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Opinion

How ‘Whiskey and Honey’ Uses Instagram as a Pivotal Sales Platform

By Katelan Cunningham · April 12, 2016

Vintage is definitely in vogue, but digging through piles of secondhand and forgotten clothes and housewares isn’t exactly glamorous. If you scroll through Whiskey and Honey’s Instagram feed, you might think otherwise. What started as an effort to sell personal vintage goods to friends and family on Instagram has evolved into a full-fledged business, that supports a family of four and brick-and-mortar store. 

It all started three years ago when founders Ariel and Justin Godfrey were moving their two girls, cat, and dog from Austin to Seattle and they only wanted to bring what they could fit in their Prius, (which Ariel admitted, was kind of crazy). Their personal collection of vintage finds still meant a lot to them, so to sell them at decent prices, they started posting pieces on Instagram so people in their personal network could purchase them. They weren’t just looking for buyers, they were looking for people who would love their stuff and its history as much as they did. 

 How ‘Whiskey and Honey’ Uses Instagram as a Pivotal Sales Platform
 How ‘Whiskey and Honey’ Uses Instagram as a Pivotal Sales Platform

Before long, they’d successfully sold everything they had and people were still wanting more. When they were ready to move to Seattle, they had about 1,000 followers and Ariel said, "At that point we were like, 'Let's keep this going and see how far we can take it.' So we just kept buying and selling, and buying and selling, and the following grew and now that's our full-time income." And they have 15.3K followers.

"When we first started, [selling on Instagram] was a weird thing." Their feed got a boost from being featured on Instagram's list of vintage sellers, but besides that, they haven't done any marketing and they’re still going strong with Instagram sales, posting a slew of new pieces every week.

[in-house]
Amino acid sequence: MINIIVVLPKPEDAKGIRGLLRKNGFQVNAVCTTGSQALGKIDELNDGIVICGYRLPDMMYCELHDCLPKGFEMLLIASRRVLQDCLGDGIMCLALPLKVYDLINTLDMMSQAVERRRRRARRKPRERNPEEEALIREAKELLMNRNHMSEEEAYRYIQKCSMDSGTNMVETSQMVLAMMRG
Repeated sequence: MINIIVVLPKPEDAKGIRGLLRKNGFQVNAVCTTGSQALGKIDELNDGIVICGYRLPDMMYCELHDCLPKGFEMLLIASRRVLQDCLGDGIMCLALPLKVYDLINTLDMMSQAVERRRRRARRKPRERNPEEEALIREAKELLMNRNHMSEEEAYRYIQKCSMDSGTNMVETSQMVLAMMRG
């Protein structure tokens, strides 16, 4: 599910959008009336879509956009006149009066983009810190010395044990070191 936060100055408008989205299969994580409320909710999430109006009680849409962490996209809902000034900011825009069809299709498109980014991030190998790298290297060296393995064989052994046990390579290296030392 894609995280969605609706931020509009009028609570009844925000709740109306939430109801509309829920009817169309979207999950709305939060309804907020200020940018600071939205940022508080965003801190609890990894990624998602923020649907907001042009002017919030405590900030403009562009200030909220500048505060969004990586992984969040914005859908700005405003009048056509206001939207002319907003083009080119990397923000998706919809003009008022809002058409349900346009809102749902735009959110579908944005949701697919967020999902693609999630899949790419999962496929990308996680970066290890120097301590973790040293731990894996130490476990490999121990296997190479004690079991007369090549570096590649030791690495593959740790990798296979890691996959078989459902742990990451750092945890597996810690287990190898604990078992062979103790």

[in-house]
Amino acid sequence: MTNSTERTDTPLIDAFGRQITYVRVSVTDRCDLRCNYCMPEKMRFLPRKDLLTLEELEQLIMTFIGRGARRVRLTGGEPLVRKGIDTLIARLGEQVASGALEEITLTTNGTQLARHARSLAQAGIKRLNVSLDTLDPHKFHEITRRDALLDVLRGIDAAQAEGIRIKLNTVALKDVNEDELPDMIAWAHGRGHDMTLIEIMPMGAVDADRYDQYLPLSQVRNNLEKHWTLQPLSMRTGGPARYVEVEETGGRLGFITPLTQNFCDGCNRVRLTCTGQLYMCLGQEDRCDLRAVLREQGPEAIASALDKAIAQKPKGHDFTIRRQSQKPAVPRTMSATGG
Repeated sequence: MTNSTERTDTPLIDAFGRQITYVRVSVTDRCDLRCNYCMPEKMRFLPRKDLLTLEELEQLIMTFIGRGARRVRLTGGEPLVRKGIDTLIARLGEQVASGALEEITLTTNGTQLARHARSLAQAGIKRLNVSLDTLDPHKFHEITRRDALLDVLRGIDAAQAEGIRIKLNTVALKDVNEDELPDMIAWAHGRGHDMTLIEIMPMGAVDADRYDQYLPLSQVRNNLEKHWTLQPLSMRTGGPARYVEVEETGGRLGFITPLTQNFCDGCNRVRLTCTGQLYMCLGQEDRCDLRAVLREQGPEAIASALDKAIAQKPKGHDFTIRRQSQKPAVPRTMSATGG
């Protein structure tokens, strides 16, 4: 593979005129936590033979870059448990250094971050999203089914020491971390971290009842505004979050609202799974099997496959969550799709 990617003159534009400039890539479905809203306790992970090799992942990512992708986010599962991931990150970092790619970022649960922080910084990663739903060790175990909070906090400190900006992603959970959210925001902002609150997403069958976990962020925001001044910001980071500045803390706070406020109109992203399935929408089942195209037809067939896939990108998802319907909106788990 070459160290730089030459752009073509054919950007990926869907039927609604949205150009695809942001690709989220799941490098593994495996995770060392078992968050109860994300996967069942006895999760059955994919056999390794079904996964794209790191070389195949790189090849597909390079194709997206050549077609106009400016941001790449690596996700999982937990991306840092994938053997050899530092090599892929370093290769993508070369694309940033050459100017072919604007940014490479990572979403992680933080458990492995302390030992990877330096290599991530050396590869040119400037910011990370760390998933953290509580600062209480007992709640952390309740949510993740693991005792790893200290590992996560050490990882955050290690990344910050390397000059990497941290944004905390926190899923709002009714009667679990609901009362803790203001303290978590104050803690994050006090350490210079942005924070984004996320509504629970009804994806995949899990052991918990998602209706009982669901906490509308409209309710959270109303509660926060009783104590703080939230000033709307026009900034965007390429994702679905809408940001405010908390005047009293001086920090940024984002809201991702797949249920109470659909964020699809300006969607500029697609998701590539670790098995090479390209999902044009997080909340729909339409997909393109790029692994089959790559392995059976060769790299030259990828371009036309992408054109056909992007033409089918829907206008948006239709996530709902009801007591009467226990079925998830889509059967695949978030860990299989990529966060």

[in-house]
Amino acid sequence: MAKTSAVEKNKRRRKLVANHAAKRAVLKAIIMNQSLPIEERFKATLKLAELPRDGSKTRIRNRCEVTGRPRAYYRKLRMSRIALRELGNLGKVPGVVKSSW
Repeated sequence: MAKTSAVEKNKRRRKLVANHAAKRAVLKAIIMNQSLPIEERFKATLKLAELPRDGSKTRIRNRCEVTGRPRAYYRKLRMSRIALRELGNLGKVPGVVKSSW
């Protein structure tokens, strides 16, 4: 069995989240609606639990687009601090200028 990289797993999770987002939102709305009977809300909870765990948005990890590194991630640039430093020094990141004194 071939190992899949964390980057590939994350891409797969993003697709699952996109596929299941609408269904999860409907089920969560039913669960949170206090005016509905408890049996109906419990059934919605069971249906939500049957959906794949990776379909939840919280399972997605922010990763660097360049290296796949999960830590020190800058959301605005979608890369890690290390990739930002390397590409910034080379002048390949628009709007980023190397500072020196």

They've also avoided buying followers, because with most of their sales coming from Instagram, Ariel said "What we're looking for is an audience that's comprised mostly of buyers, so even if we had a bajllion followers, it wouldn't necessarily be better for our business."

 How ‘Whiskey and Honey’ Uses Instagram as a Pivotal Sales Platform
 How ‘Whiskey and Honey’ Uses Instagram as a Pivotal Sales Platform

“I just went for it, and it was crazy, but that was when we really started to pick up was when we just kind of did what felt true to us. That was when our customers seemed to really respond.”

In fact, their biggest boost has come from just narrowing in on a brand aesthetic. Scrolling through the Whiskey and Honey feed doesn’t feel like walking through a thrift store or a flea market. It feels like perusing the original, unique pieces that inspire the mass-produced lines that you find in places like Anthropologie or One Kings Lane. All of the colors of their Instagram feed are muted and natural. Whether it’s a cotton tunic or a copper mixing bowl, each piece is a basic essential, carefully picked and curated — but the brand wasn’t always as focused. 

Ariel started with a lot of themed Instagram sales, based on specific trends or designers. She said they did well, but "The aesthetic was all over the place and I had a really hard time finding my voice and figuring out who our customer was and who I wanted to cater to." They were reaching a point when they weren’t sure how long their model would work. Ariel thought “If we're going out, we're going to go out in glory.” So they raised their prices a little, launched an online store, and started using a Canon camera instead of her phone for photography. She focused on shooting in daylight and only buying items that fit within a specific palette of muted tones and natural textures. She said, “I just went for it, and it was crazy, but that was when we really started to pick up was when we just kind of did what felt true to us. That was when our customers seemed to really respond."

 How ‘Whiskey and Honey’ Uses Instagram as a Pivotal Sales Platform
 How ‘Whiskey and Honey’ Uses Instagram as a Pivotal Sales Platform

With the organic, incremental success of their Instagram, they eventually launched a web store, then finally their brick-and-mortar location. Their store is a tiny second-floor location that's only open one day a week. It’s decked out with Lumi decals and stamped hang tags and they also use it as a location for shooting and shipping. While getting a street-level storefront is a goal, it's a long-term one for the time being. 

Justin officially left his job a couple months ago to help Ariel run Whiskey and Honey full time, and though it was a scary jump, Ariel said it’s been really awesome and they’re going all-in to make their vintage dreams into a reality. "Every time we send something out, it's like sending a piece of us to these people we've never met and we're just so grateful every single time."

To see their latest vintage finds, you can follow Whiskey and Honey on Instagram.

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